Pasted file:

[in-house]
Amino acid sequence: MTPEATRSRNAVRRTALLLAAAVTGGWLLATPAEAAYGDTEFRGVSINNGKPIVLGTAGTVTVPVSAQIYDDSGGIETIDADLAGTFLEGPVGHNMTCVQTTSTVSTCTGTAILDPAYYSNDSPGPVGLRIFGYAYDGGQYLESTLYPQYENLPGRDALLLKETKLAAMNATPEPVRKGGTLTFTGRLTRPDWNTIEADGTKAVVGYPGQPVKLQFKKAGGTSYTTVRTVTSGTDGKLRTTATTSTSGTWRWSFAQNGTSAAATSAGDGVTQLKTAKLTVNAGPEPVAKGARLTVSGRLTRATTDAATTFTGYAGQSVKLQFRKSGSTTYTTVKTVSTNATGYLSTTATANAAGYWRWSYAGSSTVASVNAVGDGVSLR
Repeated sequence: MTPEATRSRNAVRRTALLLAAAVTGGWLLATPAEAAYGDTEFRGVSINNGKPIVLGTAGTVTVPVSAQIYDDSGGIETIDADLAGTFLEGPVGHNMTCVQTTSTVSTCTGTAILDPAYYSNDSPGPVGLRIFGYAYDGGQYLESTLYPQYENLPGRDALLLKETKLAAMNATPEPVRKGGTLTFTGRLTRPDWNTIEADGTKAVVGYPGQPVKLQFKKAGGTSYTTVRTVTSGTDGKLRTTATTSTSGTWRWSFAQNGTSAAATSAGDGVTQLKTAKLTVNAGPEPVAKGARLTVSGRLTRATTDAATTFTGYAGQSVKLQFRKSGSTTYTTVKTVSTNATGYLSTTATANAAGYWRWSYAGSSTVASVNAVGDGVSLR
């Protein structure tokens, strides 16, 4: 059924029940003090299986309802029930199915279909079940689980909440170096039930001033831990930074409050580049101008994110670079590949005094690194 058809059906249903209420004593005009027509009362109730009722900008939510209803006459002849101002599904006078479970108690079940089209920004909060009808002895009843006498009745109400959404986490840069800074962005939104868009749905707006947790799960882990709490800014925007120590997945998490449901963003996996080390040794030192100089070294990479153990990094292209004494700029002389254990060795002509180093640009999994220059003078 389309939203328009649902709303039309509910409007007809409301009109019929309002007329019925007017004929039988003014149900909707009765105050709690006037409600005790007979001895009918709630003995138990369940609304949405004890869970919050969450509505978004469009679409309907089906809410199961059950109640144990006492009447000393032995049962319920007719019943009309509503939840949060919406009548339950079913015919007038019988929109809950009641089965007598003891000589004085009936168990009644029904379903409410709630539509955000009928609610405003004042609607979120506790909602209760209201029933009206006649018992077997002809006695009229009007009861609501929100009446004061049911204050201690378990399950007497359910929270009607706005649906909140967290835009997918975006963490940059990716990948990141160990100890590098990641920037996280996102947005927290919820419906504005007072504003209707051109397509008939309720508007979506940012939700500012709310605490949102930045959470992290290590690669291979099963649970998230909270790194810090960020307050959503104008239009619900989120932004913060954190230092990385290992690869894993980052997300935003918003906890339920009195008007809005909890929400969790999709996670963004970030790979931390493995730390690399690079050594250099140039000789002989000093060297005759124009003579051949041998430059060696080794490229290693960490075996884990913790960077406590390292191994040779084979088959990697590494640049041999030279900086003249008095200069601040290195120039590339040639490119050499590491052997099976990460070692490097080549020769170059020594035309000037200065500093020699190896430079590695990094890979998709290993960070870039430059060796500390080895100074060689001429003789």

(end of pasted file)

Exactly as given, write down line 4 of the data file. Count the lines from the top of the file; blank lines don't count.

């Protein structure tokens, strides 16, 4: 059924029940003090299986309802029930199915279909079940689980909440170096039930001033831990930074409050580049101008994110670079590949005094690194 058809059906249903209420004593005009027509009362109730009722900008939510209803006459002849101002599904006078479970108690079940089209920004909060009808002895009843006498009745109400959404986490840069800074962005939104868009749905707006947790799960882990709490800014925007120590997945998490449901963003996996080390040794030192100089070294990479153990990094292209004494700029002389254990060795002509180093640009999994220059003078 389309939203328009649902709303039309509910409007007809409301009109019929309002007329019925007017004929039988003014149900909707009765105050709690006037409600005790007979001895009918709630003995138990369940609304949405004890869970919050969450509505978004469009679409309907089906809410199961059950109640144990006492009447000393032995049962319920007719019943009309509503939840949060919406009548339950079913015919007038019988929109809950009641089965007598003891000589004085009936168990009644029904379903409410709630539509955000009928609610405003004042609607979120506790909602209760209201029933009206006649018992077997002809006695009229009007009861609501929100009446004061049911204050201690378990399950007497359910929270009607706005649906909140967290835009997918975006963490940059990716990948990141160990100890590098990641920037996280996102947005927290919820419906504005007072504003209707051109397509008939309720508007979506940012939700500012709310605490949102930045959470992290290590690669291979099963649970998230909270790194810090960020307050959503104008239009619900989120932004913060954190230092990385290992690869894993980052997300935003918003906890339920009195008007809005909890929400969790999709996670963004970030790979931390493995730390690399690079050594250099140039000789002989000093060297005759124009003579051949041998430059060696080794490229290693960490075996884990913790960077406590390292191994040779084979088959990697590494640049041999030279900086003249008095200069601040290195120039590339040639490119050499590491052997099976990460070692490097080549020769170059020594035309000037200065500093020699190896430079590695990094890979998709290993960070870039430059060796500390080895100074060689001429003789």